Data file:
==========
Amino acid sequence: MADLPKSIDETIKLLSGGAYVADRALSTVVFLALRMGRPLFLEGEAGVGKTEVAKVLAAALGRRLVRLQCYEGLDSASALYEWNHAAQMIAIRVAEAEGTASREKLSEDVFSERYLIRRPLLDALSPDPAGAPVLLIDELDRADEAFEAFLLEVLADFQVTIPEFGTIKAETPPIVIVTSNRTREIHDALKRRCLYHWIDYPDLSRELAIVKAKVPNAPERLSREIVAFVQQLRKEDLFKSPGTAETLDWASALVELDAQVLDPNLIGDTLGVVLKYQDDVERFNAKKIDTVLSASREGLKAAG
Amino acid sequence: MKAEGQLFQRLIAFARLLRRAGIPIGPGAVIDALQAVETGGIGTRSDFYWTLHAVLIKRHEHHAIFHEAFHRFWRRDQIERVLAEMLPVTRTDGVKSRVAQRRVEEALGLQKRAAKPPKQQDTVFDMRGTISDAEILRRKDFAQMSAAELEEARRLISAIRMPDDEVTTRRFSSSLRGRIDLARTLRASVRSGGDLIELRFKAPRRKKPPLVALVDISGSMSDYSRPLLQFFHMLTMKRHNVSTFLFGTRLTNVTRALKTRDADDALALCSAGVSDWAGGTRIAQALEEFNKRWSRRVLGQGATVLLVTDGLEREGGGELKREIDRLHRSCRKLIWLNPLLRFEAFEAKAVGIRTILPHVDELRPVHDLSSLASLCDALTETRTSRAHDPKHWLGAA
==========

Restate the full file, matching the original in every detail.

Amino acid sequence: MADLPKSIDETIKLLSGGAYVADRALSTVVFLALRMGRPLFLEGEAGVGKTEVAKVLAAALGRRLVRLQCYEGLDSASALYEWNHAAQMIAIRVAEAEGTASREKLSEDVFSERYLIRRPLLDALSPDPAGAPVLLIDELDRADEAFEAFLLEVLADFQVTIPEFGTIKAETPPIVIVTSNRTREIHDALKRRCLYHWIDYPDLSRELAIVKAKVPNAPERLSREIVAFVQQLRKEDLFKSPGTAETLDWASALVELDAQVLDPNLIGDTLGVVLKYQDDVERFNAKKIDTVLSASREGLKAAG
Amino acid sequence: MKAEGQLFQRLIAFARLLRRAGIPIGPGAVIDALQAVETGGIGTRSDFYWTLHAVLIKRHEHHAIFHEAFHRFWRRDQIERVLAEMLPVTRTDGVKSRVAQRRVEEALGLQKRAAKPPKQQDTVFDMRGTISDAEILRRKDFAQMSAAELEEARRLISAIRMPDDEVTTRRFSSSLRGRIDLARTLRASVRSGGDLIELRFKAPRRKKPPLVALVDISGSMSDYSRPLLQFFHMLTMKRHNVSTFLFGTRLTNVTRALKTRDADDALALCSAGVSDWAGGTRIAQALEEFNKRWSRRVLGQGATVLLVTDGLEREGGGELKREIDRLHRSCRKLIWLNPLLRFEAFEAKAVGIRTILPHVDELRPVHDLSSLASLCDALTETRTSRAHDPKHWLGAA